it is that time again, my favorite, especially in this pacific north-west, this oregon, that washington, along the coast, by the river and in the mountains above, where pine trees grow the matsutake hides under a cover of leaves. hard to find, but easy to pluck once revealed and uncovered. this year there is a glut of these mushrooms on account of the long summer and the sudden rain. you'd think the abundance might reflect the price, of course not. between thirty to fifty dollars per pound for the best. this is inexpensive, compared to japan, where one perfect 'number one' can cost you a hundred.
stephanie likes to have her matsutake grilled on a bed of pine branches. this is the ultimate, wouldn't you know. crunchy and fragrant of pine, hence: 'matsu'-pine, 'take'-mushroom. it works well with a sauce concocted of a gentle soy, infused with myoga and a splash of yuzu.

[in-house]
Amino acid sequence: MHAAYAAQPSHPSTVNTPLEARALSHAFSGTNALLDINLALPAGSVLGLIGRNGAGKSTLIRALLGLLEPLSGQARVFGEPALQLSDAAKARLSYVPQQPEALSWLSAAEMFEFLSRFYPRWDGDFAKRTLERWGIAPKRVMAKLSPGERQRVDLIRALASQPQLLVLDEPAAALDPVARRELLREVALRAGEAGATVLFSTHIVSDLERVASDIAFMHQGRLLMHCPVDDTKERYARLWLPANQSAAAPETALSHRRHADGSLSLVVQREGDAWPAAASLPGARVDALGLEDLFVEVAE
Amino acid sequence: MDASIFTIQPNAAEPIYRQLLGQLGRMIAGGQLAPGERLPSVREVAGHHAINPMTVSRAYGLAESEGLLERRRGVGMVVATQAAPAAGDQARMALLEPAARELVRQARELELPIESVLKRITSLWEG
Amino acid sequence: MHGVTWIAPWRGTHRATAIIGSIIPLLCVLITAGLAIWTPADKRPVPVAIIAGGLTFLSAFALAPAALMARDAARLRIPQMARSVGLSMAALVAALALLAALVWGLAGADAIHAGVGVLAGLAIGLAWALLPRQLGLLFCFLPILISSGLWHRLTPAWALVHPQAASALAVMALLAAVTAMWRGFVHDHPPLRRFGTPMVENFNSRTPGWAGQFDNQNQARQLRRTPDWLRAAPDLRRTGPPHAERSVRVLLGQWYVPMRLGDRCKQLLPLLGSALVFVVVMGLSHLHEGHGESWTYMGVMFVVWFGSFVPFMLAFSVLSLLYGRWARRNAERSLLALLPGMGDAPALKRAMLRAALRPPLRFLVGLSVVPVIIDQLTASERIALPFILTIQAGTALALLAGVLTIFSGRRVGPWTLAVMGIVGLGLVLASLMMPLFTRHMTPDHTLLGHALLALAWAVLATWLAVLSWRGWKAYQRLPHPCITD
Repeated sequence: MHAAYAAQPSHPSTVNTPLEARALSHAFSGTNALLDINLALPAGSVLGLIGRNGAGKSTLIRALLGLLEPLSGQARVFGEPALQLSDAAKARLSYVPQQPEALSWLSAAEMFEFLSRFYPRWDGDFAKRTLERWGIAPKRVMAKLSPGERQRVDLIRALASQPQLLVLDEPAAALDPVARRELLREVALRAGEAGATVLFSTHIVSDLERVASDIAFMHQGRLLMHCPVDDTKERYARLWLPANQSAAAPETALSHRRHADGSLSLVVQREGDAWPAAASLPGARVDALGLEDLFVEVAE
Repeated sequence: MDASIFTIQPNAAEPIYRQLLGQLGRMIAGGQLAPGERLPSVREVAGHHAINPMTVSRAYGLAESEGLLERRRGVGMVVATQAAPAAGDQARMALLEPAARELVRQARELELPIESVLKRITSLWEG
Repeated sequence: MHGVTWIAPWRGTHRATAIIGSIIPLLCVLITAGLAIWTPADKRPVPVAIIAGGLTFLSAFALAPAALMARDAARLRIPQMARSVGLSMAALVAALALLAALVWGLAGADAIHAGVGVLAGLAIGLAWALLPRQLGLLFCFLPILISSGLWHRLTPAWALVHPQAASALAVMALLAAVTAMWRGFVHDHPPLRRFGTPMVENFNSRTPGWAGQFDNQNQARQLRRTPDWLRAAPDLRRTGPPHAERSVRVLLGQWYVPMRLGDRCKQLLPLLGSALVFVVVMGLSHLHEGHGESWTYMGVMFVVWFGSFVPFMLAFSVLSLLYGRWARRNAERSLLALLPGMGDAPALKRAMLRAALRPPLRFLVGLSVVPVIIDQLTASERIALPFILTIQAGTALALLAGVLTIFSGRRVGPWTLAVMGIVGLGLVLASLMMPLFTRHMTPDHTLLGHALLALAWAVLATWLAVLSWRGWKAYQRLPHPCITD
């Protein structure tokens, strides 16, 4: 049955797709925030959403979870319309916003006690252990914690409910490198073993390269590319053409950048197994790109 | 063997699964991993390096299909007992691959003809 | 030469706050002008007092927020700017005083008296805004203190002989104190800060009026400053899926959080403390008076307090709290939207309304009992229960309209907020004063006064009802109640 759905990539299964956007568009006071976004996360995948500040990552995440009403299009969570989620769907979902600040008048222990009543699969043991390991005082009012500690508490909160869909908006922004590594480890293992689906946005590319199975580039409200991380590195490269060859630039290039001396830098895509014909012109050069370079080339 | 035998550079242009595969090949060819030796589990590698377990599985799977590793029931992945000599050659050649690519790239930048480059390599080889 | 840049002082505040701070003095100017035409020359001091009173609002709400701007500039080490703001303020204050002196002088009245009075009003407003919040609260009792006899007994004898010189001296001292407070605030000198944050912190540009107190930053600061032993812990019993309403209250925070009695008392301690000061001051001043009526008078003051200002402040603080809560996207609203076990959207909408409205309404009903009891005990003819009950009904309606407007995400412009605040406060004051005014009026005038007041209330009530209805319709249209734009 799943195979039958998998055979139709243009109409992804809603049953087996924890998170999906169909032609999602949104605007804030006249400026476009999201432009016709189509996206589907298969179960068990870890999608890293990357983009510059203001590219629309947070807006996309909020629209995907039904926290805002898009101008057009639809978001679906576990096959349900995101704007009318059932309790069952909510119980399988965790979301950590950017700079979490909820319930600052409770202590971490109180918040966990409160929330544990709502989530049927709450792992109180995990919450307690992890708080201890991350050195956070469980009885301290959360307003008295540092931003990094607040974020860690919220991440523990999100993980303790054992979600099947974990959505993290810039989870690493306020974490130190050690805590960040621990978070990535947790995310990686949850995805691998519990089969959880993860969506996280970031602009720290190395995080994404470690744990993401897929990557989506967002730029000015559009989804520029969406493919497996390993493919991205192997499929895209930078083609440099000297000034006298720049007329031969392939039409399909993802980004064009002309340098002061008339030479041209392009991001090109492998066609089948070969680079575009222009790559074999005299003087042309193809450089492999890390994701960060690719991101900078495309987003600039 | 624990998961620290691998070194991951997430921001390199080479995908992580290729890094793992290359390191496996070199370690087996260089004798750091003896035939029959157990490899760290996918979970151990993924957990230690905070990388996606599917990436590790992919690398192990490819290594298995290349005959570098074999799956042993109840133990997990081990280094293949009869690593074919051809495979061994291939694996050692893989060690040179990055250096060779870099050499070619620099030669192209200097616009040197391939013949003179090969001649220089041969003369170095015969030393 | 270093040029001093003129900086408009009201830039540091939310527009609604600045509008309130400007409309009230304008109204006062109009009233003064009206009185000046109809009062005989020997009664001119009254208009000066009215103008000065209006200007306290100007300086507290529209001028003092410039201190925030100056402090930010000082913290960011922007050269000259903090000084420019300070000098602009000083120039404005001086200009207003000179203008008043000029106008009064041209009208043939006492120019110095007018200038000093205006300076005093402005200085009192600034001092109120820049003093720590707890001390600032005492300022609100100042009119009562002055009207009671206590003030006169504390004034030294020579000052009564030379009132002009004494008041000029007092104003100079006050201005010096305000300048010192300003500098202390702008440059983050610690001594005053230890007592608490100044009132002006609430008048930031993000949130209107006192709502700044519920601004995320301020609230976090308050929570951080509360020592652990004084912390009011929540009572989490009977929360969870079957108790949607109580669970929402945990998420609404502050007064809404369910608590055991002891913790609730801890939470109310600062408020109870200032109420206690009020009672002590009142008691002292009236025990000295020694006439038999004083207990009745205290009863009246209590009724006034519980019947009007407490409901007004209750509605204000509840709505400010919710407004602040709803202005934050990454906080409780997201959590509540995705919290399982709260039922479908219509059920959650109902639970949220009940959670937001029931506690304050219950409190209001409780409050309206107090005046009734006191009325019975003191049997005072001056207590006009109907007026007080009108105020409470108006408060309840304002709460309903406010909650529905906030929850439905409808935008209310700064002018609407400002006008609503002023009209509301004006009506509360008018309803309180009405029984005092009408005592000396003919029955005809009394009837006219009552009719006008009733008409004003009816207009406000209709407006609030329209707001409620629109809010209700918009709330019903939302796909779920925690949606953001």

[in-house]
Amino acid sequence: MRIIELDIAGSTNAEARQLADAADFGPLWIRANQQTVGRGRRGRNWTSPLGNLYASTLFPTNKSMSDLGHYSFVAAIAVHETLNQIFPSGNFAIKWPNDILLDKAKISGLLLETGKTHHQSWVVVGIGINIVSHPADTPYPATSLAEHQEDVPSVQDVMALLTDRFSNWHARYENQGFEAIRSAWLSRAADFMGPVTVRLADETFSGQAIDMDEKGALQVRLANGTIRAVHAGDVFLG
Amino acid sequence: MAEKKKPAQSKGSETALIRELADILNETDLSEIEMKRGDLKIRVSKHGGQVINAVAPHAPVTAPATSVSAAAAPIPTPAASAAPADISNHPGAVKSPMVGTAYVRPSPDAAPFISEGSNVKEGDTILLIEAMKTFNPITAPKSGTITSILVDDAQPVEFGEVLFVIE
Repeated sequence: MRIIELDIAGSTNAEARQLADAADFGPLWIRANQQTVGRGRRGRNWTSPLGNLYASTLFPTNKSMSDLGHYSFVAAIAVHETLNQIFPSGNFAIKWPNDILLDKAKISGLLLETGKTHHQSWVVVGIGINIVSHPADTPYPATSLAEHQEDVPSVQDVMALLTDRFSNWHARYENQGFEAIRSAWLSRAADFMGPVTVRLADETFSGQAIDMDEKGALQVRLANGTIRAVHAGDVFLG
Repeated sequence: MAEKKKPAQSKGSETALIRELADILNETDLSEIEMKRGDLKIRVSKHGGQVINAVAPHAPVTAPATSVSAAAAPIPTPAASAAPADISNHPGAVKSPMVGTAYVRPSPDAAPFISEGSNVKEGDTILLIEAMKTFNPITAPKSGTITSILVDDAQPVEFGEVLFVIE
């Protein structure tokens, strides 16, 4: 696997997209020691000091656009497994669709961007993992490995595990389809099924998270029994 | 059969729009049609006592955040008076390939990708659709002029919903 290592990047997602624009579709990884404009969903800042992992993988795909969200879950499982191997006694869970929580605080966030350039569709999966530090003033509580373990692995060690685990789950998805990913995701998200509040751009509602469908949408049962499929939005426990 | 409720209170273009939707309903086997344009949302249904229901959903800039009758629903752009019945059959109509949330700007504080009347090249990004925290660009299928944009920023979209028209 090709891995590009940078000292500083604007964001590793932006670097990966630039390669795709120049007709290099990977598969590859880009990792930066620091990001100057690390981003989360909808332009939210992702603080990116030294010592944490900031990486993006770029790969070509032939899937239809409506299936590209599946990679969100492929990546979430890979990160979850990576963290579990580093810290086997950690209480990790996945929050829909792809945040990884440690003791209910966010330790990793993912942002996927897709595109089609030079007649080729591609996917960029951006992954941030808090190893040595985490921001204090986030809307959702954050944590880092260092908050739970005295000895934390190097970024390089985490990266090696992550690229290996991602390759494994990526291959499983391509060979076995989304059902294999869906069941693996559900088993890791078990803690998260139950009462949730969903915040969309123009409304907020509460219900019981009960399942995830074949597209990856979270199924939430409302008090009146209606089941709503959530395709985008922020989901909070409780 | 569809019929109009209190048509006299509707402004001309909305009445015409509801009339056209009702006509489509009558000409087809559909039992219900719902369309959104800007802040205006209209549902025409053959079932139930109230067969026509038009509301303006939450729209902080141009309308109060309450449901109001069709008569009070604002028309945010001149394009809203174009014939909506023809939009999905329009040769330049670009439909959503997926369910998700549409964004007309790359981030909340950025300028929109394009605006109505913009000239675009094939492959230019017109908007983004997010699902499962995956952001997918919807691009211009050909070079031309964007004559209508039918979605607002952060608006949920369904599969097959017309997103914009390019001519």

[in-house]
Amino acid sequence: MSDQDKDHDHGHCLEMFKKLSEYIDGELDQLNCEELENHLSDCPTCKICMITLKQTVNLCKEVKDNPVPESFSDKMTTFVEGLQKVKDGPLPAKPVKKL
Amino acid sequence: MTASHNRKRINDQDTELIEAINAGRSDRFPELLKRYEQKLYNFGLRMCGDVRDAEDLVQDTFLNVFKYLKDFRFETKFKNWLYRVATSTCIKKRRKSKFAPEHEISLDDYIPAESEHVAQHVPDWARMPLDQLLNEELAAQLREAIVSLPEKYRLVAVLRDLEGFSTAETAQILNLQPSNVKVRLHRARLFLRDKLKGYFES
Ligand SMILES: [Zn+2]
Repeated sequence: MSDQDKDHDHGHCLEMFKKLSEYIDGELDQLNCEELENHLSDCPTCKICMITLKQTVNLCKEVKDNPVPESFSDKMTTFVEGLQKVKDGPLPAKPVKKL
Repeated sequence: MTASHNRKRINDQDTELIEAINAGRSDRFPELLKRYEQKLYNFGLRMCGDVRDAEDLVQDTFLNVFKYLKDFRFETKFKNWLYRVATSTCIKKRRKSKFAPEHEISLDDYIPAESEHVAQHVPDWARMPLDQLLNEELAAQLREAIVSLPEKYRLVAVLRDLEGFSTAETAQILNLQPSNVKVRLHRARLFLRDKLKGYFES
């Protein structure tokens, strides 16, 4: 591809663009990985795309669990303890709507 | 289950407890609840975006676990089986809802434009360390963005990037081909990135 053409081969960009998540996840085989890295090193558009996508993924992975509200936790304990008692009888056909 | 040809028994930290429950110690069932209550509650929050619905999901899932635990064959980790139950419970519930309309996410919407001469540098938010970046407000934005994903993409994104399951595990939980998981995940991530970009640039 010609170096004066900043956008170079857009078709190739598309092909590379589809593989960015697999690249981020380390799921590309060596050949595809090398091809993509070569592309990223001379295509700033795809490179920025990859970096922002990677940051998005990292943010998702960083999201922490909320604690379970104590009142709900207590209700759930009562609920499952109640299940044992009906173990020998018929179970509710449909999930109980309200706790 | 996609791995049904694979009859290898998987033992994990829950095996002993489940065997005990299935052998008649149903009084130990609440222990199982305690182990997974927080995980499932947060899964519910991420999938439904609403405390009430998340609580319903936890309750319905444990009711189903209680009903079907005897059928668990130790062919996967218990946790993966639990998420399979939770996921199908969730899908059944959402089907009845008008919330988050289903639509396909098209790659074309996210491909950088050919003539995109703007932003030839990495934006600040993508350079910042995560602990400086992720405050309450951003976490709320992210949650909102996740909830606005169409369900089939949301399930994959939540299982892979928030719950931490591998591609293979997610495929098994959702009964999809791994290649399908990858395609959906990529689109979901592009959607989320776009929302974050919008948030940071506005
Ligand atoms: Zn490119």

to roast the mushroom in hazelnut butter is yet another way, some tiny german butterballs on the side. but remember: you don't have to have everything in perfection, you only need to master one to go to heaven.
niagara grapes are in their oh-so-short season. it's like one time in the market and that's it. gone. at least here in that pacific coast version of this wonderful translucently green grape. their scent fills the room, their skin is tough and they're by no means seedless. oh, but that juicy fragrance!